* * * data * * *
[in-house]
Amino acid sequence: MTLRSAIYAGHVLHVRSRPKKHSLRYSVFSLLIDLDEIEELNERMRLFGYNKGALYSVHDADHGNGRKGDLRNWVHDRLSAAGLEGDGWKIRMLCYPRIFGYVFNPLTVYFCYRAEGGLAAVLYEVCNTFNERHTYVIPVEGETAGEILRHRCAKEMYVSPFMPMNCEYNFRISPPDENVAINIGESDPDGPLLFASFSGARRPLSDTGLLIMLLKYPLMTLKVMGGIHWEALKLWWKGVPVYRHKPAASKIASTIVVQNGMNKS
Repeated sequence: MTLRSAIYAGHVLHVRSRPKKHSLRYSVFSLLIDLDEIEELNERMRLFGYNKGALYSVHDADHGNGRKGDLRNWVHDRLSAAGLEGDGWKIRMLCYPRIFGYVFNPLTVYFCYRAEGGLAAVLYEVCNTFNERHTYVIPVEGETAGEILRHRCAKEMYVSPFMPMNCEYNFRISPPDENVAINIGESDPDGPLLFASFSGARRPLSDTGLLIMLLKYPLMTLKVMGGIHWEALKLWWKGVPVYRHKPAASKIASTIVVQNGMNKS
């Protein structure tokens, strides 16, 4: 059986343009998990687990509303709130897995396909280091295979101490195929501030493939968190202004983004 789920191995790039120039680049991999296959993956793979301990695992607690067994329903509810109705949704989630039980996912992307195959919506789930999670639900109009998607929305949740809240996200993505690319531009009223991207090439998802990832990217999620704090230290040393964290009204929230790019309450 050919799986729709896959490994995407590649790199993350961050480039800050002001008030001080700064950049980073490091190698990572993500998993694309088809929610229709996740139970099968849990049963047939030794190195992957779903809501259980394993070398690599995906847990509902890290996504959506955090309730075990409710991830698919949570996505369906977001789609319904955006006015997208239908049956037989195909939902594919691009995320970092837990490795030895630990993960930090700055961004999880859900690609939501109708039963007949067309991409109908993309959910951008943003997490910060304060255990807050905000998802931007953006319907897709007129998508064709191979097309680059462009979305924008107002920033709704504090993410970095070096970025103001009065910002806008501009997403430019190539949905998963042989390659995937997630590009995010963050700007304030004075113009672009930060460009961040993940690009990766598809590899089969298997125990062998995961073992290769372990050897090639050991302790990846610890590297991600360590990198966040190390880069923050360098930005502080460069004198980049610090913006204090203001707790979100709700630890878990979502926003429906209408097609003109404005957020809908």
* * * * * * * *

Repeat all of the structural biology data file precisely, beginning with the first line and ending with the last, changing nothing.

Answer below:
[in-house]
Amino acid sequence: MTLRSAIYAGHVLHVRSRPKKHSLRYSVFSLLIDLDEIEELNERMRLFGYNKGALYSVHDADHGNGRKGDLRNWVHDRLSAAGLEGDGWKIRMLCYPRIFGYVFNPLTVYFCYRAEGGLAAVLYEVCNTFNERHTYVIPVEGETAGEILRHRCAKEMYVSPFMPMNCEYNFRISPPDENVAINIGESDPDGPLLFASFSGARRPLSDTGLLIMLLKYPLMTLKVMGGIHWEALKLWWKGVPVYRHKPAASKIASTIVVQNGMNKS
Repeated sequence: MTLRSAIYAGHVLHVRSRPKKHSLRYSVFSLLIDLDEIEELNERMRLFGYNKGALYSVHDADHGNGRKGDLRNWVHDRLSAAGLEGDGWKIRMLCYPRIFGYVFNPLTVYFCYRAEGGLAAVLYEVCNTFNERHTYVIPVEGETAGEILRHRCAKEMYVSPFMPMNCEYNFRISPPDENVAINIGESDPDGPLLFASFSGARRPLSDTGLLIMLLKYPLMTLKVMGGIHWEALKLWWKGVPVYRHKPAASKIASTIVVQNGMNKS
């Protein structure tokens, strides 16, 4: 059986343009998990687990509303709130897995396909280091295979101490195929501030493939968190202004983004 789920191995790039120039680049991999296959993956793979301990695992607690067994329903509810109705949704989630039980996912992307195959919506789930999670639900109009998607929305949740809240996200993505690319531009009223991207090439998802990832990217999620704090230290040393964290009204929230790019309450 050919799986729709896959490994995407590649790199993350961050480039800050002001008030001080700064950049980073490091190698990572993500998993694309088809929610229709996740139970099968849990049963047939030794190195992957779903809501259980394993070398690599995906847990509902890290996504959506955090309730075990409710991830698919949570996505369906977001789609319904955006006015997208239908049956037989195909939902594919691009995320970092837990490795030895630990993960930090700055961004999880859900690609939501109708039963007949067309991409109908993309959910951008943003997490910060304060255990807050905000998802931007953006319907897709007129998508064709191979097309680059462009979305924008107002920033709704504090993410970095070096970025103001009065910002806008501009997403430019190539949905998963042989390659995937997630590009995010963050700007304030004075113009672009930060460009961040993940690009990766598809590899089969298997125990062998995961073992290769372990050897090639050991302790990846610890590297991600360590990198966040190390880069923050360098930005502080460069004198980049610090913006204090203001707790979100709700630890878990979502926003429906209408097609003109404005957020809908």